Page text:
Kat Aaron, writing on Slate in the ‘Future Tense’ series, has an article profiling smartphone-based legal services aimed at low-income users in the US: Legal aid: Text messaging, automated call-backs, and other tech-enhanced support for the poor.
In this article from December 2012, Aaron profiles the many digital tools & platforms being piloted by legal service groups. Among them are:
- An automated call-back system to reduce hold time for people calling legal aid groups, from Legal Aid of Southeastern PA
- A phone helpline for legal questions in Toledo Ohio’s Advocates for Basic Legal Equality
- LawHelp.org to offer legal information and legal aid referrals
- A legal mapping of user’s needs & locations by Prairie State Legal Services in Rockford, IL
- A legal help checklist for lawyers to use when offering help to clients, by the Legal Aid Service of Northeastern Minnesota
- Legal help web chat from Legal Aid of Western Ohio
- Virtual legal office kits, with computers, printers, scanners, and mobile internet access with low data usage rates, from Georgia Legal Services
Here is the article by Aaron, read the entire piece here at Slate:
It has been three years since the Great Recession ended, but the nation’s courthouses are still swamped with eviction cases, foreclosures, and debt collection suits. If overdue bills and late rent were crimes, all low-income tenants and debtors could get a public defender for free. Because those cases are civil suits, though, the state doesn’t provide an attorney. Which means that in civil court, most people don’t have a lawyer in their corner—even though their homes and financial stability are on the line.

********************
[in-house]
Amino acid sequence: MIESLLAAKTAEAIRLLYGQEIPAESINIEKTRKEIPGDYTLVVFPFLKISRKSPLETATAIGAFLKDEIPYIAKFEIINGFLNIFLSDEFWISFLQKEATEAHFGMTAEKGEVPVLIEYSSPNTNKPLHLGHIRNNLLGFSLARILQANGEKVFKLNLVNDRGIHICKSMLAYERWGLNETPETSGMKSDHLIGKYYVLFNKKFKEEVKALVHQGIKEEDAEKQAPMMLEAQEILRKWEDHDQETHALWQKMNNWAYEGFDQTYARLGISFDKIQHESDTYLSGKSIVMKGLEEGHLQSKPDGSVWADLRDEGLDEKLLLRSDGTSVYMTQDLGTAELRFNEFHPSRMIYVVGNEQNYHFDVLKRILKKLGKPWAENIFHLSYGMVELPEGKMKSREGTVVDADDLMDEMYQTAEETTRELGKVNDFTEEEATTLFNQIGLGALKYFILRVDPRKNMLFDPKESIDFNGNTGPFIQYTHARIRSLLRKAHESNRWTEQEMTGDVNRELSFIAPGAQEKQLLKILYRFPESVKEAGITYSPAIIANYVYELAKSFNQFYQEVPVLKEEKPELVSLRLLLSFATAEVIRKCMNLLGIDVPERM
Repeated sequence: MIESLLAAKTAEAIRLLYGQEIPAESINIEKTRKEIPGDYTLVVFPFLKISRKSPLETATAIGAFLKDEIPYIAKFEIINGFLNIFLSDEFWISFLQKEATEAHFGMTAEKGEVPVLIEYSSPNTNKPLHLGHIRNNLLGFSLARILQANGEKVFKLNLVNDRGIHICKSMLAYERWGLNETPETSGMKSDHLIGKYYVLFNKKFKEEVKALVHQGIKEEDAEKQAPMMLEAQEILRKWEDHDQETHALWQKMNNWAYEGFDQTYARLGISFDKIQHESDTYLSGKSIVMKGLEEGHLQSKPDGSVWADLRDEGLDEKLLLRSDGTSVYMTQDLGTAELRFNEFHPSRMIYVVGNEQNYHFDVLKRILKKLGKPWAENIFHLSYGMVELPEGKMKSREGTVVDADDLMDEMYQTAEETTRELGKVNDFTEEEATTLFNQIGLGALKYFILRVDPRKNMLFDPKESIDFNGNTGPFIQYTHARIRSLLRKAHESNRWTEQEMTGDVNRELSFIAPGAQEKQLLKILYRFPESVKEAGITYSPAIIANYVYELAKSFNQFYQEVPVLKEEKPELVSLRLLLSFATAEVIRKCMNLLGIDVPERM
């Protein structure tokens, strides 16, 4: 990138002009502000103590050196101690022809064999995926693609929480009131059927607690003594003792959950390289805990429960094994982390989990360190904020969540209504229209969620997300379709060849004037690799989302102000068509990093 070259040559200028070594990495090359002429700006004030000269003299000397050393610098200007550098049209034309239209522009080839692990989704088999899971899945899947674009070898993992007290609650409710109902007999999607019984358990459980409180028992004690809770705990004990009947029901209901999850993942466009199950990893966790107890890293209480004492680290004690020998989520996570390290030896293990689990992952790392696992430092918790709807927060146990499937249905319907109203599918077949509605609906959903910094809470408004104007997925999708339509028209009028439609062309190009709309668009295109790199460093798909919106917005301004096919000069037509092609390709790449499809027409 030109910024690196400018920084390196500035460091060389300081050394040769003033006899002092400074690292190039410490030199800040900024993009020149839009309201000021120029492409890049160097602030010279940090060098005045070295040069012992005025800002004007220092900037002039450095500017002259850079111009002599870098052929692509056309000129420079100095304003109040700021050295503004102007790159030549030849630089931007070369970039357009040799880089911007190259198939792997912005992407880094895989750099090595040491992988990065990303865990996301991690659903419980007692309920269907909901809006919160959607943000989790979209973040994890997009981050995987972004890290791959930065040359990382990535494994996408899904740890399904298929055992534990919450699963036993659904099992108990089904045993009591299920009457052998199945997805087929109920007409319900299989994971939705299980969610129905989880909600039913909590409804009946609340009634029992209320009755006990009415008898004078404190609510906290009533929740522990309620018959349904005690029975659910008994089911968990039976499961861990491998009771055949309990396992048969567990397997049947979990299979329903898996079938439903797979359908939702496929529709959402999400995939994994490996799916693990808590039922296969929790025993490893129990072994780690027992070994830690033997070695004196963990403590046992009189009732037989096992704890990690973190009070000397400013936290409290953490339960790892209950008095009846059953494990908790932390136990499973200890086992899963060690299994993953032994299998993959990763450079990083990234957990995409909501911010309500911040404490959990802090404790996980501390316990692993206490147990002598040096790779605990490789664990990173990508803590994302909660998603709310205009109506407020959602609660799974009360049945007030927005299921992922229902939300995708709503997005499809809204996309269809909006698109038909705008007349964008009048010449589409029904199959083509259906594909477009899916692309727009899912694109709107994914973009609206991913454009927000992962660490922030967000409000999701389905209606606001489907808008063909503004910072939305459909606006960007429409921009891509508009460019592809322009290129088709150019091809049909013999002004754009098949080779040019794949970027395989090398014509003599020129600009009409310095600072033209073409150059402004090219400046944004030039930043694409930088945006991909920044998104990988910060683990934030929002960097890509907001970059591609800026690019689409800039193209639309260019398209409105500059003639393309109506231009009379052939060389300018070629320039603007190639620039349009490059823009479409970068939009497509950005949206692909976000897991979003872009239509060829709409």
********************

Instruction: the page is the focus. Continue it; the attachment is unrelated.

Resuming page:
What many do have in their back pockets, however, is a smartphone. And soon, they might be able to find some legal help there, too.
Like everyone else, lawyers for the poor are trying to do more with less, as government grants and private funding have dried up. Increasingly, that means turning to tech, using new tools to deliver information to clients, support volunteer lawyers, and improve their own systems. They’re using text messaging, automated call-backs, Web chats, and computer-assisted mapping.
A crush of new clients is pushing the growing reliance on technology, as the old systems just can’t keep up. For years, people seeking help have called their local legal services offices, only to wait on hold for 20 minutes or more. If someone has a pay-by-the-minute cellphone, as many low-income people do, that gets expensive fast. Many callers just give up, says Elizabeth Frisch, the co-executive director of Legal Aid of Southeastern Pennsylvania. So Frisch and her team are piloting an automated call-back system, using voice over IP, to reduce hold time and save those precious minutes.
Text messages can also improve efficiency. If courts sent SMS reminders to litigants, that would help move along cases that get postponed over and over when one party doesn’t show up, says Glenn Rawdon. Rawdon runs the technology grants program at the Legal Services Corp., the federal program that funds legal aid groups. A text could also help people remember to bring documents to meetings with their overworked lawyers. “It’s very time-consuming if they come to the appointment and say, ‘Oh yeah, I forgot to bring the papers,’ ” Rawdon says. And SMS can be used to deliver basic legal information, like what to look for when signing a lease, or the laws surrounding a wage claim. Legal aid groups in Georgia, New York, Washington, Illinois, and Pennsylvania are all piloting text-based campaigns this year….